News

The River Rangers have officially kicked off our third season! River Rangers is an education and outreach program sponsored by The Pisgah Conservancy, the U.S. Forest Service, Trout Unlimited and Clemson University. We aim to educate the public on stream health, ecological stewardship and species-specific problems, like threats to hellbenders and the problems that rock-stacking can incur in benthic macroinvertebrate communities. Additionally, we work to remove dams and rock stacks, pick up trash, and clear fire rings from areas that should not have campsites. Our work last year was mostly limited to virtual programming, but this summer we are ready to get back in the field and interact with more visitors.

pisgah river rangers group photo

Above: The 2021 River Rangers, from left to right: Roean Allen (lead ranger), Ivy Scott (American Fisheries Society Hutton Scholar), Emily Treadway, Hunter Boyd, Lance Underwood, and Zoe Wills (Clemson student conducting hellbender research)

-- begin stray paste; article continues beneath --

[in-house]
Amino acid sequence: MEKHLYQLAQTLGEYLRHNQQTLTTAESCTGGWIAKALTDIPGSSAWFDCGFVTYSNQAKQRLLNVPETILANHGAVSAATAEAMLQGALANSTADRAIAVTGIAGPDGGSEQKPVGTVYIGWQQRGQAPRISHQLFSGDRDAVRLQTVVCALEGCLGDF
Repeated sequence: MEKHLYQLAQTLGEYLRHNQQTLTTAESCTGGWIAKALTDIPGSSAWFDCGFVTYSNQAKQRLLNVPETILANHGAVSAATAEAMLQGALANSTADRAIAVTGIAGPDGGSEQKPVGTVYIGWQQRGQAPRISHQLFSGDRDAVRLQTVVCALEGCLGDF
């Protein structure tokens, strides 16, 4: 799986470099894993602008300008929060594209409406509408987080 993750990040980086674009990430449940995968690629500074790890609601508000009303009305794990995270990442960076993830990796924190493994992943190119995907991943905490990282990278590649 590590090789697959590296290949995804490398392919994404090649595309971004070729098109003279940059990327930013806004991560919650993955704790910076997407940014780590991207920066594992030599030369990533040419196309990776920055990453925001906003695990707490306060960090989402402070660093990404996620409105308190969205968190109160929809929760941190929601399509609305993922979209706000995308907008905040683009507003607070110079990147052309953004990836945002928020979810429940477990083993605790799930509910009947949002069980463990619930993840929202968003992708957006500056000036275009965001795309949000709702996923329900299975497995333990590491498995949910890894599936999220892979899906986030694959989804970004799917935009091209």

We have been awarded a $5,000 grant from REI Co-op! REI awards impact grants each year to organizations that help connect people to the outdoors. The grant is awarded by invitation only.

“We are thrilled to continue to work alongside REI for the benefit of life outdoors and particularly for the Pisgah Ranger District,” says TPC Director of Development Lavoe Davis. “This grant will help us to continue our work in Pisgah for the preservation of her natural resources as well as for the experiences of her many visitors.”

Ken G. from Sarasota, FL took delivery of his Pisgah Project Bike earlier this month and then took it out for a break-in ride. He's now ready to go explore the Pisgah Ranger District and all it has to offer!

The Pisgah Conservancy is proud to be part of a team that will work to construct a Joel Branch Connector Trail this year. The project is part of an ongoing effort to increase the sustainability of the Pisgah Ranger District and improve the recreational experience of its visitors.

The project is located in the Pisgah Ranger District, northwest of Brevard. The new Joel Branch Connector Trail will be approximately 1.3 miles long, running between the terminus of USFS Road 5002 and USFS Road 475C. The Trail will be designated for hiking, non-motorized biking, and equestrian use.

Recently, Executive Director John Cottingham sat down with Richard W. Downes to be interviewed for a Podcast entitled, Protecting Pisgah - The Pisgah Conservancy Story.   You can listen to the complete podcast through this link, or read the transcript here.